VIDEO: Hot Stuff: Hero Cop Runs Into Burning Home To Save Disabled Woman From Inferno
COLUMBIA, Tenn. — A police officer’s body-worn camera captured the dramatic rescue of a disabled woman trapped inside a burning house following the explosion of oxygen canisters.
Corporal Allan Ervin rushed out of his vehicle to help April Chumley, 37, whose home caught fire in the city of Columbia, Tennessee on July 9.
The incident occurred because of oxygen tanks that were stored inside the house, but the cause of the explosion is still unknown, according to reports from the fire crews that received the call.
The video shows how the woman’s parents managed to get outside before the explosion, while Chumley, who appears motionless and non-communicative, remained lying near the front door.
Immediately after, Chumley’s father and a neighbor rushed to the burning home in an attempt to get her out. When Ervin arrived on the scene, he took the matter into his own hands by rescuing her.
Paramedics transported Chumley to the Vanderbilt University Medical Center in the city of Nashville, where she was treated for severe burns and smoke inhalation.
Ervin, on the other hand, was not hurt during the rescue operation. Chumley’s parents, however, were admitted to the hospital but were released shortly after.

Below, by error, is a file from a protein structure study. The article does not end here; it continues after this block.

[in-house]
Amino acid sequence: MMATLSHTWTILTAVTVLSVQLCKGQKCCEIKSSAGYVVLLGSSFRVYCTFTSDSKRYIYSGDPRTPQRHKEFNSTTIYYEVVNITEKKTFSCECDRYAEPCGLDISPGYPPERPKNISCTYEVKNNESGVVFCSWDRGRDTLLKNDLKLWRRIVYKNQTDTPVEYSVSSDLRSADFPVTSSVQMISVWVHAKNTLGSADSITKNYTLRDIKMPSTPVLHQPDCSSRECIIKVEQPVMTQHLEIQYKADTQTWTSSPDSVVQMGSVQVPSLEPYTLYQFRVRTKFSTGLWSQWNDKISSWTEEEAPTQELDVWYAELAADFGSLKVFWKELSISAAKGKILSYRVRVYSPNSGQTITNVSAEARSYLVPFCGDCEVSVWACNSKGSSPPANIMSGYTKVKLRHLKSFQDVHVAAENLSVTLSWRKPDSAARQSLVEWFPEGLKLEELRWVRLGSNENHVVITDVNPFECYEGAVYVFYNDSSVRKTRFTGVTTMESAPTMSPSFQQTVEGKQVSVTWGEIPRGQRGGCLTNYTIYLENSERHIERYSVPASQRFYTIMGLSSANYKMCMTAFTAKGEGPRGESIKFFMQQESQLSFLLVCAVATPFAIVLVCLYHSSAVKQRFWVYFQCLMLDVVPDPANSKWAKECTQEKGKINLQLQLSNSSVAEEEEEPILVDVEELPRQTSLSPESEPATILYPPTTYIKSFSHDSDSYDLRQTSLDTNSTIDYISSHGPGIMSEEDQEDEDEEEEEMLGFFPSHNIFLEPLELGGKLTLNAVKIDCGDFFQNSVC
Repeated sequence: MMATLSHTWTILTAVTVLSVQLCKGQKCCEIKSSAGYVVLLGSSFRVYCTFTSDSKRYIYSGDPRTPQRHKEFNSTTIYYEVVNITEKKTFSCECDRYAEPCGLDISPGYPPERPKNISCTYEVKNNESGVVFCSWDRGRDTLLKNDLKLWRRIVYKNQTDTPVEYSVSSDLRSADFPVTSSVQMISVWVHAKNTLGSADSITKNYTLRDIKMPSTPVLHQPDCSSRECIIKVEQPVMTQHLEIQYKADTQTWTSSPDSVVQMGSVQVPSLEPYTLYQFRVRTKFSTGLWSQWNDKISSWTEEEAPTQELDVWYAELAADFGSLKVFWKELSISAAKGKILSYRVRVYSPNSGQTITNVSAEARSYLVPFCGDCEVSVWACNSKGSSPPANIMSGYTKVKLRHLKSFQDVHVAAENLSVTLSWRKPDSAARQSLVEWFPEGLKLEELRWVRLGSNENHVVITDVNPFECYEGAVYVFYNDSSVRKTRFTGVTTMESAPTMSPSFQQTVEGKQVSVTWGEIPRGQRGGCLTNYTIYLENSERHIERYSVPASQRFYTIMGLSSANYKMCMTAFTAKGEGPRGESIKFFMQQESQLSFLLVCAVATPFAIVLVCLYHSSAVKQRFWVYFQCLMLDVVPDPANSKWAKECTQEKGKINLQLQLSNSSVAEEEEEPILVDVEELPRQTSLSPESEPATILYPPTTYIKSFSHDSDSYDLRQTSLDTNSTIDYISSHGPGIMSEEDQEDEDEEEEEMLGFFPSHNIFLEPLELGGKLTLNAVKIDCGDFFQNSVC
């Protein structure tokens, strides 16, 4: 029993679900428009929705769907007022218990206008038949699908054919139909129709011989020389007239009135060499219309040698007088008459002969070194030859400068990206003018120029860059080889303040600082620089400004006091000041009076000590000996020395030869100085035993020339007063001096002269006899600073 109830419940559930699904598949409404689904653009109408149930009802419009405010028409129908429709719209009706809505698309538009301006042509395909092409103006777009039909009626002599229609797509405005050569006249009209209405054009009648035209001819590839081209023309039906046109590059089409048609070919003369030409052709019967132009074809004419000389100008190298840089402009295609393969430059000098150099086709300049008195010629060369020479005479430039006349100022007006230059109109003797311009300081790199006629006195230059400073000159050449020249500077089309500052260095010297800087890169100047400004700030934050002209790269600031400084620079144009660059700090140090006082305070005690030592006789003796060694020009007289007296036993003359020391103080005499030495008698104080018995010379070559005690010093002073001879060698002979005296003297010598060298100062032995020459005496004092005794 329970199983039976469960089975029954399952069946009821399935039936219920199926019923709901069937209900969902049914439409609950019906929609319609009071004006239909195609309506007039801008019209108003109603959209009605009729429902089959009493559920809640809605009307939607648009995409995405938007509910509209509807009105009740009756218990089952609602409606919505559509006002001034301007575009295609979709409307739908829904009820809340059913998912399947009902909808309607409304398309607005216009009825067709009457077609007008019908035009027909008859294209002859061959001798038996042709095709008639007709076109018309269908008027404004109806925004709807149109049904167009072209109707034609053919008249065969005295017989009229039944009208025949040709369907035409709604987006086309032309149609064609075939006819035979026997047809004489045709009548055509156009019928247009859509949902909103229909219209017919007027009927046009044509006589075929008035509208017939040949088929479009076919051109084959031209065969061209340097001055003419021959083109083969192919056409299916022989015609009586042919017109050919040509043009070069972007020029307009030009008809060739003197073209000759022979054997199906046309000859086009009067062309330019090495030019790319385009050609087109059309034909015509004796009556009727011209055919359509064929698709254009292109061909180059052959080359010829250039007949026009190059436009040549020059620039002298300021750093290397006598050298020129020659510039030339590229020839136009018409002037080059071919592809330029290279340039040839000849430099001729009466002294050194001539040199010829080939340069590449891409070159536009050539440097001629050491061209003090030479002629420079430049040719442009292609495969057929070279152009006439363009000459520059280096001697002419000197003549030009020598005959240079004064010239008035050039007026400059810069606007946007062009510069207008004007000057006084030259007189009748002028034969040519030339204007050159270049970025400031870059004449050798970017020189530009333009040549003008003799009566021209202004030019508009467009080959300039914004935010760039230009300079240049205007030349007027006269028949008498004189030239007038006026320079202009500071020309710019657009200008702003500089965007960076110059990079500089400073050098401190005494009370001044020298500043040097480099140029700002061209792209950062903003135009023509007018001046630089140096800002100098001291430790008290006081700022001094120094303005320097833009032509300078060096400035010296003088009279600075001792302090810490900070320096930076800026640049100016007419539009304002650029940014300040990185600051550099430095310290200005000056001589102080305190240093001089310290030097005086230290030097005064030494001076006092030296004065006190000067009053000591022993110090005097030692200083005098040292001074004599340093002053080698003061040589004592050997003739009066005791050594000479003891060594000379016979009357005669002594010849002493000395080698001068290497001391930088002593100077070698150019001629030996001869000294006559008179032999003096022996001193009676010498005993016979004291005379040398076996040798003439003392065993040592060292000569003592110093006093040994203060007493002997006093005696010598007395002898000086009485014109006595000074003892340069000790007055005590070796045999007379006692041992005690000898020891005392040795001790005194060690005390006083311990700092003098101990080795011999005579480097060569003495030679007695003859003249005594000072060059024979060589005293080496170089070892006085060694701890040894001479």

“He finally let go of his walker and crawled to the front door and I saw a blanket with someone’s hands, and then I reached for the blanket and boom, that’s when the first explosion happened, and the cop finally comes and goes get away from the house,” the neighbor said.
The police said the cause of the fire is still under investigation.
The most common causes of fires are cooking, heating, electrical, smoking and candles, according to the National Fire Protection Association.
So far this year, Tennessee has had 51 unintentional fire fatalities according to the Tennessee Department of Commerce and Insurance. In 2018, fires in residential and nonresidential structures resulted in 86 percent of the state’s total fire fatalities, compared to a national average of 78.5 percent, according to data compiled by the U.S. Fire Administration’s National Fire Incident Reporting System.
Also in 2018, Tennessee saw 15.4 deaths per 1,000 residential fires, compared to the national average of 6.1 deaths, according to the U.S. Fire Administration.
Earlier this year, a police officer threw himself into the flames of a poisonous fire in Illinois to save an 83-year-old man’s life. Despite becoming disoriented after too much smoke inhalation, the victim was expected to make a full and speedy recovery due to the quick rescue efforts of the cop.
Data from the National Safety Council show that the number of fire deaths decreased dramatically through the mid-20th century, and have been in steady but more gradual decline since the 1990s.
(Edited by Izzy Angeli and Kristen Butler)